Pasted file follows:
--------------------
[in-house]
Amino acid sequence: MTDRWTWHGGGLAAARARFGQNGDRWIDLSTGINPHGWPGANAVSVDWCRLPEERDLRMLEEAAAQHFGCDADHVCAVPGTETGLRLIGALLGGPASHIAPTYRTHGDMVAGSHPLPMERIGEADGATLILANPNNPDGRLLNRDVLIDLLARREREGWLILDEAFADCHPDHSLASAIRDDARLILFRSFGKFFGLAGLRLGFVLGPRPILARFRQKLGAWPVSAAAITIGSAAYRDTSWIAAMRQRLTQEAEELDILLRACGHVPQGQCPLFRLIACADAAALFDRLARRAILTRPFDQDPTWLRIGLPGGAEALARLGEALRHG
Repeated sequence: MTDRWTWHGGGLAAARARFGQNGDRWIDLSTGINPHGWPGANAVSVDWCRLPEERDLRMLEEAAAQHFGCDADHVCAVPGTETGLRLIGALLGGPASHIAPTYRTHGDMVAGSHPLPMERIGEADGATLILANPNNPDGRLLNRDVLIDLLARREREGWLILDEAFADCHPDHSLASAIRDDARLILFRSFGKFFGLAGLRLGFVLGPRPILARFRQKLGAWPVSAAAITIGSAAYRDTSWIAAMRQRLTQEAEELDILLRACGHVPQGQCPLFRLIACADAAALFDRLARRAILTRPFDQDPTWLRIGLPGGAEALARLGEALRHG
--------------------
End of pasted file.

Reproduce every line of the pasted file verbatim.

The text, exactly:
[in-house]
Amino acid sequence: MTDRWTWHGGGLAAARARFGQNGDRWIDLSTGINPHGWPGANAVSVDWCRLPEERDLRMLEEAAAQHFGCDADHVCAVPGTETGLRLIGALLGGPASHIAPTYRTHGDMVAGSHPLPMERIGEADGATLILANPNNPDGRLLNRDVLIDLLARREREGWLILDEAFADCHPDHSLASAIRDDARLILFRSFGKFFGLAGLRLGFVLGPRPILARFRQKLGAWPVSAAAITIGSAAYRDTSWIAAMRQRLTQEAEELDILLRACGHVPQGQCPLFRLIACADAAALFDRLARRAILTRPFDQDPTWLRIGLPGGAEALARLGEALRHG
Repeated sequence: MTDRWTWHGGGLAAARARFGQNGDRWIDLSTGINPHGWPGANAVSVDWCRLPEERDLRMLEEAAAQHFGCDADHVCAVPGTETGLRLIGALLGGPASHIAPTYRTHGDMVAGSHPLPMERIGEADGATLILANPNNPDGRLLNRDVLIDLLARREREGWLILDEAFADCHPDHSLASAIRDDARLILFRSFGKFFGLAGLRLGFVLGPRPILARFRQKLGAWPVSAAAITIGSAAYRDTSWIAAMRQRLTQEAEELDILLRACGHVPQGQCPLFRLIACADAAALFDRLARRAILTRPFDQDPTWLRIGLPGGAEALARLGEALRHG